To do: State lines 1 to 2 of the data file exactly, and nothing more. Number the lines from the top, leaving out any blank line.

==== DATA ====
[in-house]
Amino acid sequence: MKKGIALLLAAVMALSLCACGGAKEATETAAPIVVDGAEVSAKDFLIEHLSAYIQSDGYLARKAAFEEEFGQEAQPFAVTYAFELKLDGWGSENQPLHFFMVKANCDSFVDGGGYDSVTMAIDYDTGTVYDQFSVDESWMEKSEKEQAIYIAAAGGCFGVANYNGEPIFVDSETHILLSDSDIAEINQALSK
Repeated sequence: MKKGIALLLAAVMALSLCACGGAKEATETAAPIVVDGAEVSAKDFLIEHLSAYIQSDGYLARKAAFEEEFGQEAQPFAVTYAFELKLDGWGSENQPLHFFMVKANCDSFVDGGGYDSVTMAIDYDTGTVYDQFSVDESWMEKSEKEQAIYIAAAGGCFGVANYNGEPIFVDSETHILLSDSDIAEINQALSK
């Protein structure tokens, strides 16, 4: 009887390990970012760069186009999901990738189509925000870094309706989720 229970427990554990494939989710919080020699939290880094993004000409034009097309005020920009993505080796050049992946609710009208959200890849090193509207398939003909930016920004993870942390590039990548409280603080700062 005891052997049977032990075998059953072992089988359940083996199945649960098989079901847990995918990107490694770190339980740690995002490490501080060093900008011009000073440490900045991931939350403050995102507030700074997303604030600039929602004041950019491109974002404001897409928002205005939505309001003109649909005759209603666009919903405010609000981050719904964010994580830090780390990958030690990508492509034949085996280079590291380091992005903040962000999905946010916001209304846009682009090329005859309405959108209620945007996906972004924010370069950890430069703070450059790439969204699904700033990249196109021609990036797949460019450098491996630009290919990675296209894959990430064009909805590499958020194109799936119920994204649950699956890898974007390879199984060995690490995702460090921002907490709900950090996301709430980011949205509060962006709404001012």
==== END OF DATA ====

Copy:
[in-house]
Amino acid sequence: MKKGIALLLAAVMALSLCACGGAKEATETAAPIVVDGAEVSAKDFLIEHLSAYIQSDGYLARKAAFEEEFGQEAQPFAVTYAFELKLDGWGSENQPLHFFMVKANCDSFVDGGGYDSVTMAIDYDTGTVYDQFSVDESWMEKSEKEQAIYIAAAGGCFGVANYNGEPIFVDSETHILLSDSDIAEINQALSK